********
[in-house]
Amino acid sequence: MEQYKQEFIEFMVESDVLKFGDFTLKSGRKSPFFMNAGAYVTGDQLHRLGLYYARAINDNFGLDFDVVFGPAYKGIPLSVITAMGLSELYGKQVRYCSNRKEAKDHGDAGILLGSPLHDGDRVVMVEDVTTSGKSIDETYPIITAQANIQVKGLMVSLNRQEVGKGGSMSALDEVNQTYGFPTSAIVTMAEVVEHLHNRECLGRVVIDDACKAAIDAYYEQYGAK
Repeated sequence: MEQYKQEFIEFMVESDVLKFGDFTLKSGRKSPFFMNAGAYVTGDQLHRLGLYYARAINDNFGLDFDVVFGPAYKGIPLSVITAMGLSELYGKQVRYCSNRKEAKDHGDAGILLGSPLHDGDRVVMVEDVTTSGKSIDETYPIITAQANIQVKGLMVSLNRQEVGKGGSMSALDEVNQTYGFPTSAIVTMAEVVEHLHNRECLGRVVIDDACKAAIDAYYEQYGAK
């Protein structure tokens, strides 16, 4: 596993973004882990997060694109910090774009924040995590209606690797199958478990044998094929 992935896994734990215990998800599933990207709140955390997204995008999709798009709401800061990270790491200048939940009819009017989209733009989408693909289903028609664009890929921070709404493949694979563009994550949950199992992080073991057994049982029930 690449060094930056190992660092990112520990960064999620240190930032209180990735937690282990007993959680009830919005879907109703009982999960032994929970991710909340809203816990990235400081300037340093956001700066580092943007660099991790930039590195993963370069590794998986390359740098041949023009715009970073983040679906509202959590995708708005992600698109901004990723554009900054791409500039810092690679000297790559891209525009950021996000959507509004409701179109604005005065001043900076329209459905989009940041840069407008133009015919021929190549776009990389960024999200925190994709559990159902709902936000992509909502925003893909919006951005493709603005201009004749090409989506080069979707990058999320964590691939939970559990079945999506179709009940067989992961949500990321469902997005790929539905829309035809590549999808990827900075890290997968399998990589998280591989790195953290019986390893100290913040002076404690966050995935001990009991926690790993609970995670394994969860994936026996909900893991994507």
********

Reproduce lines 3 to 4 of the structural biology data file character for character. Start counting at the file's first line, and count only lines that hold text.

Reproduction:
Repeated sequence: MEQYKQEFIEFMVESDVLKFGDFTLKSGRKSPFFMNAGAYVTGDQLHRLGLYYARAINDNFGLDFDVVFGPAYKGIPLSVITAMGLSELYGKQVRYCSNRKEAKDHGDAGILLGSPLHDGDRVVMVEDVTTSGKSIDETYPIITAQANIQVKGLMVSLNRQEVGKGGSMSALDEVNQTYGFPTSAIVTMAEVVEHLHNRECLGRVVIDDACKAAIDAYYEQYGAK
């Protein structure tokens, strides 16, 4: 596993973004882990997060694109910090774009924040995590209606690797199958478990044998094929 992935896994734990215990998800599933990207709140955390997204995008999709798009709401800061990270790491200048939940009819009017989209733009989408693909289903028609664009890929921070709404493949694979563009994550949950199992992080073991057994049982029930 690449060094930056190992660092990112520990960064999620240190930032209180990735937690282990007993959680009830919005879907109703009982999960032994929970991710909340809203816990990235400081300037340093956001700066580092943007660099991790930039590195993963370069590794998986390359740098041949023009715009970073983040679906509202959590995708708005992600698109901004990723554009900054791409500039810092690679000297790559891209525009950021996000959507509004409701179109604005005065001043900076329209459905989009940041840069407008133009015919021929190549776009990389960024999200925190994709559990159902709902936000992509909502925003893909919006951005493709603005201009004749090409989506080069979707990058999320964590691939939970559990079945999506179709009940067989992961949500990321469902997005790929539905829309035809590549999808990827900075890290997968399998990589998280591989790195953290019986390893100290913040002076404690966050995935001990009991926690790993609970995670394994969860994936026996909900893991994507």